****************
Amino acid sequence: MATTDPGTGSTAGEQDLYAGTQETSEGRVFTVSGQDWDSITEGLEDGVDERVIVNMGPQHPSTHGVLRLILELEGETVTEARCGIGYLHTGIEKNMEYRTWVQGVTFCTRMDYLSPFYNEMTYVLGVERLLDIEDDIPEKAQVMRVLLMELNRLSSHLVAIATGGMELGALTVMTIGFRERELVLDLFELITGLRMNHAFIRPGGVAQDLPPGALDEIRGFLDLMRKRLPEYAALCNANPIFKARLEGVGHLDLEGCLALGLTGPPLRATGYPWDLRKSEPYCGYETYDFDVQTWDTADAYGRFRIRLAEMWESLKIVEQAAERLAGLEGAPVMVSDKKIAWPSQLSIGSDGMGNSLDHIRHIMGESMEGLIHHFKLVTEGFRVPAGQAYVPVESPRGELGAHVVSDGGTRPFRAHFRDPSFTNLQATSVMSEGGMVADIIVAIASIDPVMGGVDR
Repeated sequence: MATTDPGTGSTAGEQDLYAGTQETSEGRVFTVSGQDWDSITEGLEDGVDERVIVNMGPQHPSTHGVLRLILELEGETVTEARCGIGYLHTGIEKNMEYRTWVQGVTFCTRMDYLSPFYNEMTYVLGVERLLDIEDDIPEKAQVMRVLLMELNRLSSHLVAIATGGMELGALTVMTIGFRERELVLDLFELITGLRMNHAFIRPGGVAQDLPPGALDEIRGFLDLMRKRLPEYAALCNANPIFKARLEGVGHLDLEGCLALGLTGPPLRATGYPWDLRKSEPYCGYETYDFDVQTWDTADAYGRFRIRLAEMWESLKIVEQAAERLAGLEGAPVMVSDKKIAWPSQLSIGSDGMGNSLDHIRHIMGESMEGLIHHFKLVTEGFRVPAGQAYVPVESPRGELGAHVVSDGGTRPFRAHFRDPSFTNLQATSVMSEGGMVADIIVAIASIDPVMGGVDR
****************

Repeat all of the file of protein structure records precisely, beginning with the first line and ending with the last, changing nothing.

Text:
Amino acid sequence: MATTDPGTGSTAGEQDLYAGTQETSEGRVFTVSGQDWDSITEGLEDGVDERVIVNMGPQHPSTHGVLRLILELEGETVTEARCGIGYLHTGIEKNMEYRTWVQGVTFCTRMDYLSPFYNEMTYVLGVERLLDIEDDIPEKAQVMRVLLMELNRLSSHLVAIATGGMELGALTVMTIGFRERELVLDLFELITGLRMNHAFIRPGGVAQDLPPGALDEIRGFLDLMRKRLPEYAALCNANPIFKARLEGVGHLDLEGCLALGLTGPPLRATGYPWDLRKSEPYCGYETYDFDVQTWDTADAYGRFRIRLAEMWESLKIVEQAAERLAGLEGAPVMVSDKKIAWPSQLSIGSDGMGNSLDHIRHIMGESMEGLIHHFKLVTEGFRVPAGQAYVPVESPRGELGAHVVSDGGTRPFRAHFRDPSFTNLQATSVMSEGGMVADIIVAIASIDPVMGGVDR
Repeated sequence: MATTDPGTGSTAGEQDLYAGTQETSEGRVFTVSGQDWDSITEGLEDGVDERVIVNMGPQHPSTHGVLRLILELEGETVTEARCGIGYLHTGIEKNMEYRTWVQGVTFCTRMDYLSPFYNEMTYVLGVERLLDIEDDIPEKAQVMRVLLMELNRLSSHLVAIATGGMELGALTVMTIGFRERELVLDLFELITGLRMNHAFIRPGGVAQDLPPGALDEIRGFLDLMRKRLPEYAALCNANPIFKARLEGVGHLDLEGCLALGLTGPPLRATGYPWDLRKSEPYCGYETYDFDVQTWDTADAYGRFRIRLAEMWESLKIVEQAAERLAGLEGAPVMVSDKKIAWPSQLSIGSDGMGNSLDHIRHIMGESMEGLIHHFKLVTEGFRVPAGQAYVPVESPRGELGAHVVSDGGTRPFRAHFRDPSFTNLQATSVMSEGGMVADIIVAIASIDPVMGGVDR